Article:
The terms of Soyini Madison’s grant were specific: Go to Ghana for a year, teach at the university in the capital city of Accra, and study how village storytelling traditions have influenced contemporary Ghanaian fiction.

That was before she learned about the Trokosi, young girls abandoned by their families as a sacrifice for wrongdoing.

Her experiences with them are the subject of Is it a Human Being or a Girl?, a biographical performance piece showing this weekend at UNC-Chapel Hill’s Swain Hall. The piece is based on the three years Madison spent in Ghana–two beyond her original fellowship. All proceeds from the production will go to the human rights group International Needs Ghana.

Since the term is idiomatic among Ghana’s Ewe people, the translation of Trokosi is imprecise, even among native speakers. Some in the more affluent villages along the Volta River tend to believe it means “The Wife of God,” and call it a high honor, while poorer and less-educated groups are convinced the term means “God’s slave.”

Public behavior in the poorer communities leaves no doubt that being “God’s slave” is no honor. The ritual works like this: Say that someone convinced your family that your grandfather or uncle once committed a wrong against someone from your community. In this cosmology, a sacrifice would be required to make things right. Now, say that you’re the granddaughter or niece. It doesn’t matter if you never even knew the man who did the wrong. Odds are, you’re the sacrifice–you’re Trokosi, and your life will never be the same because of it.

For at least 300 years, families in the Ewe’s religious tradition sacrificed generations of daughters by leaving them, against their will, in the “care” of Fetish priests at a series of shrines in rural Ghana. Many were raped by the priests and kept as concubines. Very few received formal education. They were responsible for all of the cooking, cleaning and farming work at the shrines. None had a choice in the matter or were allowed to leave.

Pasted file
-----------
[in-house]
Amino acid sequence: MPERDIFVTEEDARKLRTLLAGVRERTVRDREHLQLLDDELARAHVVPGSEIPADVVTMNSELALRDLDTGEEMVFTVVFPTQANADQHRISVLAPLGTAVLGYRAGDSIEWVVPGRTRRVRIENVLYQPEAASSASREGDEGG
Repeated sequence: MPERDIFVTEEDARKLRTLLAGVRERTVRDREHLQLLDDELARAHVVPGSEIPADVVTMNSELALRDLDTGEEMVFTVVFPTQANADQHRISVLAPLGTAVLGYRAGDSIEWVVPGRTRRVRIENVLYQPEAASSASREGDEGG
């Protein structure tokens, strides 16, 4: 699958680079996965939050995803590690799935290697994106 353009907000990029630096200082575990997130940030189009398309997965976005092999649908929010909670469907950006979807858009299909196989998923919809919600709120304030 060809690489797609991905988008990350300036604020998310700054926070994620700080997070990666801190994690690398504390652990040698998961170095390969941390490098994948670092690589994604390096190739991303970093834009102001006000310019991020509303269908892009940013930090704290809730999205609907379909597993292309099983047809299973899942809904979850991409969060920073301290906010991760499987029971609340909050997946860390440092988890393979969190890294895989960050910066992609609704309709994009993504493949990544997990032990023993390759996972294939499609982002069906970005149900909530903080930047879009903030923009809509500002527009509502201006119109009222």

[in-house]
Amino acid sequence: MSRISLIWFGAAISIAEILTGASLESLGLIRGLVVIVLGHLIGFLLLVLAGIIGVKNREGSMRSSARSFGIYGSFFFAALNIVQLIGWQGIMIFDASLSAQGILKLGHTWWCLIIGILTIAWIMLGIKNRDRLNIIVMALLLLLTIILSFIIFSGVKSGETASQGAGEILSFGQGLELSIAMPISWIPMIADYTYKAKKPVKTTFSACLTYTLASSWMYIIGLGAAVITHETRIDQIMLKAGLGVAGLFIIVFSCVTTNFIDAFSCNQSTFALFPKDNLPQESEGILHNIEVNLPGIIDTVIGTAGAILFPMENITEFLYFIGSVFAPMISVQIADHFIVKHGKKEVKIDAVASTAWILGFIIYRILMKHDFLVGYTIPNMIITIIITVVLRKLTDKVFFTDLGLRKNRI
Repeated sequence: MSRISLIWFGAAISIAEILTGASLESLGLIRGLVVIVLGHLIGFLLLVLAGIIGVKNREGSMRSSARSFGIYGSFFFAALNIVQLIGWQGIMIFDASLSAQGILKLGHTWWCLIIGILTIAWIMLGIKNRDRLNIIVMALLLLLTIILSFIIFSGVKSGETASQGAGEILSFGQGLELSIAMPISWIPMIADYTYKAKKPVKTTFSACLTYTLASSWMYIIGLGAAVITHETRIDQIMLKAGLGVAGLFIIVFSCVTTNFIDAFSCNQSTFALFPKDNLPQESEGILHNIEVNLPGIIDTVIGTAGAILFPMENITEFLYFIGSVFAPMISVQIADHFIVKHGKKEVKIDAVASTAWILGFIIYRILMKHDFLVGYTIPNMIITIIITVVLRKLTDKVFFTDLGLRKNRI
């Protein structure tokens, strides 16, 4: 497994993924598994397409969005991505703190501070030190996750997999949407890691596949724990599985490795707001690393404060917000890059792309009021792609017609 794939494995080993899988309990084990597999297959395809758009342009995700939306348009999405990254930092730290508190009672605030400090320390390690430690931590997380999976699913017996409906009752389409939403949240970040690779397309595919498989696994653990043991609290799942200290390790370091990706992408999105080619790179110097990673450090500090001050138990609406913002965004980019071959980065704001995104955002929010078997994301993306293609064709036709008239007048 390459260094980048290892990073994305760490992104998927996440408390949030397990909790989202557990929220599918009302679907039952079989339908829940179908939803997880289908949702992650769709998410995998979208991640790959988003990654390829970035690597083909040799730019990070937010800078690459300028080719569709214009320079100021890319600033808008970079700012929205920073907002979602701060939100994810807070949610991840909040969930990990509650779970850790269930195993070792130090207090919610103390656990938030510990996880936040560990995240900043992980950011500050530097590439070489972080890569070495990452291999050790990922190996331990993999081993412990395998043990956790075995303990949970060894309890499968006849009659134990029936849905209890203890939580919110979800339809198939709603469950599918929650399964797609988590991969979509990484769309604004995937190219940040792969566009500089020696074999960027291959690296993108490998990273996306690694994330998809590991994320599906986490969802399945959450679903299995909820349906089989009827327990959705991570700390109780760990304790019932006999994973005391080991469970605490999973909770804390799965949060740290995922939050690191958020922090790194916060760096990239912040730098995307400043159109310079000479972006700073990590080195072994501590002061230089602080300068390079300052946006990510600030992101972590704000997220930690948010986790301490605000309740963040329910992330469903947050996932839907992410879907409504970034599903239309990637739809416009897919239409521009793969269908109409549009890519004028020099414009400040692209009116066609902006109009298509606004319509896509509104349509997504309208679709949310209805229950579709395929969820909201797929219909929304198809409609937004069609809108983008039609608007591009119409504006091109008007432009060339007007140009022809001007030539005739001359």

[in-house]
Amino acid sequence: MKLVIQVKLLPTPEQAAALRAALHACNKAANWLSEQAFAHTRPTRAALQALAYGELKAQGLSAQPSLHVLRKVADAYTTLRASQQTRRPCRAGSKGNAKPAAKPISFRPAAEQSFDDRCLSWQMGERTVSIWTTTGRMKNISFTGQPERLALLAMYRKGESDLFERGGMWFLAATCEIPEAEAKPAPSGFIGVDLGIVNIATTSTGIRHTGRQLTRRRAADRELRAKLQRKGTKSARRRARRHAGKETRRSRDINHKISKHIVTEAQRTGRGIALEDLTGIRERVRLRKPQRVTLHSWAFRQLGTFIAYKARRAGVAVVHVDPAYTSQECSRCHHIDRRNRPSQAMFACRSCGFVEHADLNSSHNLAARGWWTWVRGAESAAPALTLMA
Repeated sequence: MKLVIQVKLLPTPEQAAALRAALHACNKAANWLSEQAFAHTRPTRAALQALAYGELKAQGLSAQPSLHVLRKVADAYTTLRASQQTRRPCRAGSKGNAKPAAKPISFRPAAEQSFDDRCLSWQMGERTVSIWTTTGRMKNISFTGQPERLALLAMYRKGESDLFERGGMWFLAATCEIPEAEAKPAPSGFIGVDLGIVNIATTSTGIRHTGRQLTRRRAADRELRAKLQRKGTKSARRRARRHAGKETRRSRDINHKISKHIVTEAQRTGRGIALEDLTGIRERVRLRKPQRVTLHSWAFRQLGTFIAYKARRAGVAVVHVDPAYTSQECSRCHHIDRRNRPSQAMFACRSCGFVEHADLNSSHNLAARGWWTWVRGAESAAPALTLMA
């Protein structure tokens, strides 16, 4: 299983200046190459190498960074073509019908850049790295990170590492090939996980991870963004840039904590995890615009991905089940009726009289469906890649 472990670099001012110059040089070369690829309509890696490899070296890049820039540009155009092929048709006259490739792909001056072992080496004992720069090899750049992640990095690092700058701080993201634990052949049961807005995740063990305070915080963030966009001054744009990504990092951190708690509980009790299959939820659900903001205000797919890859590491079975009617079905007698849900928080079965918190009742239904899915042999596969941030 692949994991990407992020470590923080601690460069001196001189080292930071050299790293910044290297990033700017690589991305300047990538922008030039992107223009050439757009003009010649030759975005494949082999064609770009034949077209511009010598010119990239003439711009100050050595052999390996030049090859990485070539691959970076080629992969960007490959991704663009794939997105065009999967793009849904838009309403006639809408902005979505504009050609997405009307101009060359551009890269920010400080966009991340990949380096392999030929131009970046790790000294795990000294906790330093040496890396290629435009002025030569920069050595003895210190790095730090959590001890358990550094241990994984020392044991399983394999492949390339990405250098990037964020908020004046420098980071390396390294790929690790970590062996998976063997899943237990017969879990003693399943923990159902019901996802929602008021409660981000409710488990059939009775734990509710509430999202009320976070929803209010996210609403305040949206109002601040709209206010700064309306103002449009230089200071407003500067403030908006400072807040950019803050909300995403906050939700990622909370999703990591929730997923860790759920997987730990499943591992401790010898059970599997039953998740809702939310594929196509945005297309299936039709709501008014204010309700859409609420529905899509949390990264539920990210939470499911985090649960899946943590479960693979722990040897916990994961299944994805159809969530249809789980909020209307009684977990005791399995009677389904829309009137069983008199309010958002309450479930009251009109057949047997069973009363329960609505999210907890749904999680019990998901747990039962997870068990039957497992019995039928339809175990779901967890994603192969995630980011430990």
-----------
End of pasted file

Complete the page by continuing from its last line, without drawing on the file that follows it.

In the 1990s, as Ghanaian culture changed, the practice came under increased scrutiny. Widespread debate on the issue blossomed shortly after Madison’s arrival, as Ghana’s government voted to ban ritualized forced labor.

“Three or four months into my research, suddenly surrounding me was this debate,” Madison says. “It dealt with women’s human rights, and it concerned issues of identity and religious fundamentalism. It was everywhere, and everyone was talking about it.”

Most significant to Madison, who is a professor of communication studies at UNC, was that the debate was being carried out within Ghanaian culture. “We often see images of Europeans and Americans going into places like these to offer help. But these were the locals themselves,” she says. “They did not get that kind of public attention, and they were at far greater risk because they were of the community, working to change the cultural norm.”

In Madison’s piece, Jules Odendahl plays her alter ego, a witness trying to understand and document a culture in flux, whose contradictions are at times bewildering. The work also captures the spirit of change accomplished through nonviolent means–something Madison witnessed repeatedly on travels to Ghanian villages.

“I saw human rights activists interacting with shrine priests with respect and patience,” she says. “They would go in, make friends with the shrine priests, get to know them and spend time with them. Then they would begin to negotiate with them and the Trokosi women, with sensitivity to antiquity and history, to open up a conversation around other possibilities of how to practice their religion.”

To date, 2,900 women–more than half of all known Trokosi–have been liberated and are being reintegrated into Ghanaian society. Madison’s work is an attempt to document, from one woman’s vantage point, how that happened. EndBlock